Not all in favor of strawberry fields mall

Not all in favor of strawberry fields mall
In May, Rick Caruso (at podium) announces plans to develop the current sight of the strawberry fields into an upscale shopping center anchored by a Nordstrom with the help of realtor Carlton Lund (far right), Carlsbad Strawberry Company Owner Jimmy Ukegawa (far left) and Agua Hedionda Lagoon Foundation President Maureen Simons. File photo by Ellen Wright

The signatures to build an upscale retail shopping center at the Carlsbad Strawberry

Fields have been gathered and are being authenticated.

While the Carlsbad City Clerk waits to receive authorization from the San Diego County Registrar of Voters, supporters and opponents of the 85/15 Agua Hedionda Lagoon Initiative are beefing up outreach.

In May, Rick Caruso officially announced his plan for the strawberry fields, although he had been gathering input in the city for years.

He launched the citizen-led initiative, with the help of realtor Carlton Lund, Agua Hedionda Lagoon Foundation President Maureen Simons and Carlsbad Strawberry Company Owner Jimmy Ukegawa to develop the current sight of the strawberry fields into an upscale shopping center anchored by a Nordstrom.

The plan calls for 85 percent of the land to remain open space, including doubling the size of the strawberry fields.

As required by law, 15 percent of registered Carlsbad voters must sign on in support of the project in order for the City Council to approve it or send it to a special vote.

On July 14, a handful of opponents stood outside City Hall to voice their opinions.

Carlsbad resident Jason Ozeal told the council he felt duped after signing the initiative.

“I… feel like I’ve been completely duped, by the proponents of the initiative, into signing a petition under false pretense,” he said.

Ozeal believed that signing would put the initiative on the ballot to let the voters decide and he was frustrated because he felt the signature gatherer misled him.

“When she explicitly told me that my signature meant that I wanted to see it put on a ballot, I finally agreed to sign it,” Ozeal said.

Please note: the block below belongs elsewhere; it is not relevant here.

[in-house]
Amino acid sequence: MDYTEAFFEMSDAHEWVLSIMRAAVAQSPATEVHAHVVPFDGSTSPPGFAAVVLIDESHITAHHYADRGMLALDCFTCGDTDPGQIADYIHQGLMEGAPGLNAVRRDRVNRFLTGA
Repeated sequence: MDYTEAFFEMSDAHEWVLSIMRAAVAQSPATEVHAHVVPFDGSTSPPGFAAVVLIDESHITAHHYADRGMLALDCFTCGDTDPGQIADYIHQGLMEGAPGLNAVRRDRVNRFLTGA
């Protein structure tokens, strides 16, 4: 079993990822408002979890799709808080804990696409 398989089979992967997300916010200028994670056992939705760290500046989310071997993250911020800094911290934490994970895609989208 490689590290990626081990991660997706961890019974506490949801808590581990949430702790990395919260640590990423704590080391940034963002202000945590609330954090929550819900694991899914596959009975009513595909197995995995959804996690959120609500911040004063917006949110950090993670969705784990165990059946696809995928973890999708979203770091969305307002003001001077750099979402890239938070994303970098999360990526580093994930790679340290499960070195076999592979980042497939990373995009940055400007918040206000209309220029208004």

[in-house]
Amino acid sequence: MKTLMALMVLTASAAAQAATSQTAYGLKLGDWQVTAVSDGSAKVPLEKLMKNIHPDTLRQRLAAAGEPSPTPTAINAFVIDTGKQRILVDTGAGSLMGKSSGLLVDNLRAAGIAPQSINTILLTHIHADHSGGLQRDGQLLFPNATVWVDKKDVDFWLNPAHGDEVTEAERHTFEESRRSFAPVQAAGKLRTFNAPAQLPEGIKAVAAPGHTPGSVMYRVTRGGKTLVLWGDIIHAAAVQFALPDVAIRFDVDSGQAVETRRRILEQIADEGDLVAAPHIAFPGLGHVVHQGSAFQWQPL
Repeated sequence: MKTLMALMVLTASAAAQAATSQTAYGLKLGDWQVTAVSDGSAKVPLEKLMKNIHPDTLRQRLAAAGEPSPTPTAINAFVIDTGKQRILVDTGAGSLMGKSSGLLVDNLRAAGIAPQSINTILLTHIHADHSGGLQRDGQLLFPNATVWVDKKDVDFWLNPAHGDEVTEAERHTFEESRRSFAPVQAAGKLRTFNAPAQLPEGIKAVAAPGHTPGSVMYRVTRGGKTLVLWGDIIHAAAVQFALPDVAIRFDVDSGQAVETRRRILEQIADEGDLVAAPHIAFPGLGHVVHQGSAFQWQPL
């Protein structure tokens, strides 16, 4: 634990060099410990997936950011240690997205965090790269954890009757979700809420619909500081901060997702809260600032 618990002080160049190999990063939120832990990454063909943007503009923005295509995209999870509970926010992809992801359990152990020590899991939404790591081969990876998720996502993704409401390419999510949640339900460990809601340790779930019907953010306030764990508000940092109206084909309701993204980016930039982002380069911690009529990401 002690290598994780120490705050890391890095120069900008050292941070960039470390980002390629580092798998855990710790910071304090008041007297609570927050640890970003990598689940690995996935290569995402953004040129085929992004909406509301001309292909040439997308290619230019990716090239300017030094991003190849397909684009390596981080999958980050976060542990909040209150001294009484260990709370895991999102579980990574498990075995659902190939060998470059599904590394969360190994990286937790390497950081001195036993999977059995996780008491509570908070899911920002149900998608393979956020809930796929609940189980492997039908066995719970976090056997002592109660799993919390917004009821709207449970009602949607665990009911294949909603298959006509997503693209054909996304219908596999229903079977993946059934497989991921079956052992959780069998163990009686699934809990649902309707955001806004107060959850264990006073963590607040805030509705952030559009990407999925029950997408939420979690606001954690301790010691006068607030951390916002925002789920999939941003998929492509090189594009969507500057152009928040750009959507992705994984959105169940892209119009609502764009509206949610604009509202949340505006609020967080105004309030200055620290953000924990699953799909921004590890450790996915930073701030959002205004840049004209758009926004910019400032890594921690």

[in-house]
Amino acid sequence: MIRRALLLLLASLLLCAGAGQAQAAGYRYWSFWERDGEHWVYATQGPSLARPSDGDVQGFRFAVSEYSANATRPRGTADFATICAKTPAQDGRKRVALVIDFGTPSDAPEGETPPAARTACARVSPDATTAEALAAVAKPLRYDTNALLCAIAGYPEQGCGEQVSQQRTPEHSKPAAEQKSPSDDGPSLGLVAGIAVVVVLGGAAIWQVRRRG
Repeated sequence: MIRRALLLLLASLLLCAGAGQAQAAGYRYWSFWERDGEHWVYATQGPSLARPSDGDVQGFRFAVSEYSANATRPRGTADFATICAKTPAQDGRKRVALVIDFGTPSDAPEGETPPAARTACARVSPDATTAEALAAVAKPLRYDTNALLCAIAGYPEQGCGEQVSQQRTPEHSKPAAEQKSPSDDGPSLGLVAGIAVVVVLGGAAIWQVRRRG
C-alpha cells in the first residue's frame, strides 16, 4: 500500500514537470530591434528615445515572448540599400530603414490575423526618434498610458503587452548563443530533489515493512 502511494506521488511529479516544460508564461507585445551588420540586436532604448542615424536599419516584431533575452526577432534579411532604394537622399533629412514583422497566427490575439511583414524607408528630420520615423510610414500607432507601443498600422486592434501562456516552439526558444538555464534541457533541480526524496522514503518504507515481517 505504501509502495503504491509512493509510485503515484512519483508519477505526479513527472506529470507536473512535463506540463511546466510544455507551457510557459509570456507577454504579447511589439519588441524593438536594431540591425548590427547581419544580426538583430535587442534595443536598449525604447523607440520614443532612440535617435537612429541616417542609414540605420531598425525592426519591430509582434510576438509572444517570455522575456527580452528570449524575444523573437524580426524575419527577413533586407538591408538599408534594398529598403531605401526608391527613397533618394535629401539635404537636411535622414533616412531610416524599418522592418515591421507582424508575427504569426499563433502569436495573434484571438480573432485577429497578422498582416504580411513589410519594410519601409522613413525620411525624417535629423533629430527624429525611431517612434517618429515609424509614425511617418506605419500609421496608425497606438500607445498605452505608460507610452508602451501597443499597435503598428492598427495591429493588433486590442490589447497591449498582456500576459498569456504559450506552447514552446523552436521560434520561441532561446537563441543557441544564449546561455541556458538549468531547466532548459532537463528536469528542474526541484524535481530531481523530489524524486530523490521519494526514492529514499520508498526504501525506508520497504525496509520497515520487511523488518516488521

Assistant City Clerk Shelley Collins said 10 people withdrew their signatures before they were sent to the County Registrar.

She said more people tried to remove their signatures from the initiative, but she didn’t receive their letters in time to be compliant with the state election code.

About 30 people worked full time to gather more than 20,000 signatures in six weeks said Bryce Ross, vice president of acquisitions and development for Caruso Affiliated.

Once the signatures have been authenticated, the council will either be able to outright approve the project or put it to a vote.

Ozeal urged the council to put the project to a vote. A representative from the North County Women’s League of Voters agreed.

“The league’s concern is not on the merits of the project. Rather, our concern is the normal permit approval process has not been followed,” said Mary Thompson. “The league believes the proposed project requires the normal, comprehensive staff review, independent third party review to evaluate compliance with the California Environmental Quality Act and opportunities for public input.

Caruso said he chose to do an initiative instead of going through the typical review process to give council and the community direct control over the process.

In May, city staff began reviewing the project proposal, which is 4,000 pages long and will give a recommendation likely in late August or early September.

On Facebook, the Agua Hedionda 85/15 Plan page has about 4,400 likes and an opposing page, Carlsbad Locals Against the Agua Hedionda 85/15 Plan has about 1,000 likes.

Caruso staff is offering open space tours Aug. 1 and Aug. 15 from 10 a.m. to 1 p.m. to show residents how they plan to increase access to the open space surrounding the Agua Hedionda Lagoon, which is currently closed to the public.

The tours meet at the Carlsbad Strawberry Fields.

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